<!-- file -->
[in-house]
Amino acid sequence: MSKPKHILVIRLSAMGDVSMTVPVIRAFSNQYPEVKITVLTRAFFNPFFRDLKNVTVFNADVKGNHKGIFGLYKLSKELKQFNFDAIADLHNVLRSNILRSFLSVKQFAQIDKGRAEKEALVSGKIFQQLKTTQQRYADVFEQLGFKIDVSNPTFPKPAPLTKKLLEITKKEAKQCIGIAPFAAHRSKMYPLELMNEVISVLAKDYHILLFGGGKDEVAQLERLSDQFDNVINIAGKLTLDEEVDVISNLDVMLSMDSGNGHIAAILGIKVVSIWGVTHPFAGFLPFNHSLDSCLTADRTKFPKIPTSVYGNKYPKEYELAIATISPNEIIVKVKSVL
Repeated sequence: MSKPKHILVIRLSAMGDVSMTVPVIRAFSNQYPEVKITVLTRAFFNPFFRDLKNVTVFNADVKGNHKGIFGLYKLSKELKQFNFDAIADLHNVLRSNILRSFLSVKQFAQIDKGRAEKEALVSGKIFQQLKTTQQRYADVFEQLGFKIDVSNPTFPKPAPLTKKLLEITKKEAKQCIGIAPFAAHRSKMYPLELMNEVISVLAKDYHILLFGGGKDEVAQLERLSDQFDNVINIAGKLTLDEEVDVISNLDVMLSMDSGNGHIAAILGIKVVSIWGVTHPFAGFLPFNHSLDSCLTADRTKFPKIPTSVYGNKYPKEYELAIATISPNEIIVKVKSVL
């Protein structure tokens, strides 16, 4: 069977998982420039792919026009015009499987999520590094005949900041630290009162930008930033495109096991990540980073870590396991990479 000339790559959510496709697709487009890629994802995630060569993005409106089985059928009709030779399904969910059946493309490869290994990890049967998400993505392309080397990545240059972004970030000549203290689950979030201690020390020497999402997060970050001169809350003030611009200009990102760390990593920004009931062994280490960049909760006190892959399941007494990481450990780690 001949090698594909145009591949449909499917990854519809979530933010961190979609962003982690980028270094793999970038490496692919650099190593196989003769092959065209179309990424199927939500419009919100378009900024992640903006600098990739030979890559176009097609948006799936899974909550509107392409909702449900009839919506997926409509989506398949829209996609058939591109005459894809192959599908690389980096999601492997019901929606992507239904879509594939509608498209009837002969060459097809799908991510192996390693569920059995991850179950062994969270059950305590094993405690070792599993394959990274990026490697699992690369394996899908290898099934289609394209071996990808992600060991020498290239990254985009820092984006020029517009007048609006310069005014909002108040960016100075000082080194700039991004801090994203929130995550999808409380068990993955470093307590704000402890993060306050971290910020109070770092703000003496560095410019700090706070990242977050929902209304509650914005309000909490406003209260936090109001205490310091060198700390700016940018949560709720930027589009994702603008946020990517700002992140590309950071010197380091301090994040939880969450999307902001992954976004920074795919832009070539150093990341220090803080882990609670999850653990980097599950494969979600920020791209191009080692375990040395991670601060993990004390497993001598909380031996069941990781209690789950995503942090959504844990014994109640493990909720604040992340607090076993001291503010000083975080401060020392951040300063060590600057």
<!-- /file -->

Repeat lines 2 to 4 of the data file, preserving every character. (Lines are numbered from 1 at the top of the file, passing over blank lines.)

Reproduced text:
Amino acid sequence: MSKPKHILVIRLSAMGDVSMTVPVIRAFSNQYPEVKITVLTRAFFNPFFRDLKNVTVFNADVKGNHKGIFGLYKLSKELKQFNFDAIADLHNVLRSNILRSFLSVKQFAQIDKGRAEKEALVSGKIFQQLKTTQQRYADVFEQLGFKIDVSNPTFPKPAPLTKKLLEITKKEAKQCIGIAPFAAHRSKMYPLELMNEVISVLAKDYHILLFGGGKDEVAQLERLSDQFDNVINIAGKLTLDEEVDVISNLDVMLSMDSGNGHIAAILGIKVVSIWGVTHPFAGFLPFNHSLDSCLTADRTKFPKIPTSVYGNKYPKEYELAIATISPNEIIVKVKSVL
Repeated sequence: MSKPKHILVIRLSAMGDVSMTVPVIRAFSNQYPEVKITVLTRAFFNPFFRDLKNVTVFNADVKGNHKGIFGLYKLSKELKQFNFDAIADLHNVLRSNILRSFLSVKQFAQIDKGRAEKEALVSGKIFQQLKTTQQRYADVFEQLGFKIDVSNPTFPKPAPLTKKLLEITKKEAKQCIGIAPFAAHRSKMYPLELMNEVISVLAKDYHILLFGGGKDEVAQLERLSDQFDNVINIAGKLTLDEEVDVISNLDVMLSMDSGNGHIAAILGIKVVSIWGVTHPFAGFLPFNHSLDSCLTADRTKFPKIPTSVYGNKYPKEYELAIATISPNEIIVKVKSVL
């Protein structure tokens, strides 16, 4: 069977998982420039792919026009015009499987999520590094005949900041630290009162930008930033495109096991990540980073870590396991990479 000339790559959510496709697709487009890629994802995630060569993005409106089985059928009709030779399904969910059946493309490869290994990890049967998400993505392309080397990545240059972004970030000549203290689950979030201690020390020497999402997060970050001169809350003030611009200009990102760390990593920004009931062994280490960049909760006190892959399941007494990481450990780690 001949090698594909145009591949449909499917990854519809979530933010961190979609962003982690980028270094793999970038490496692919650099190593196989003769092959065209179309990424199927939500419009919100378009900024992640903006600098990739030979890559176009097609948006799936899974909550509107392409909702449900009839919506997926409509989506398949829209996609058939591109005459894809192959599908690389980096999601492997019901929606992507239904879509594939509608498209009837002969060459097809799908991510192996390693569920059995991850179950062994969270059950305590094993405690070792599993394959990274990026490697699992690369394996899908290898099934289609394209071996990808992600060991020498290239990254985009820092984006020029517009007048609006310069005014909002108040960016100075000082080194700039991004801090994203929130995550999808409380068990993955470093307590704000402890993060306050971290910020109070770092703000003496560095410019700090706070990242977050929902209304509650914005309000909490406003209260936090109001205490310091060198700390700016940018949560709720930027589009994702603008946020990517700002992140590309950071010197380091301090994040939880969450999307902001992954976004920074795919832009070539150093990341220090803080882990609670999850653990980097599950494969979600920020791209191009080692375990040395991670601060993990004390497993001598909380031996069941990781209690789950995503942090959504844990014994109640493990909720604040992340607090076993001291503010000083975080401060020392951040300063060590600057």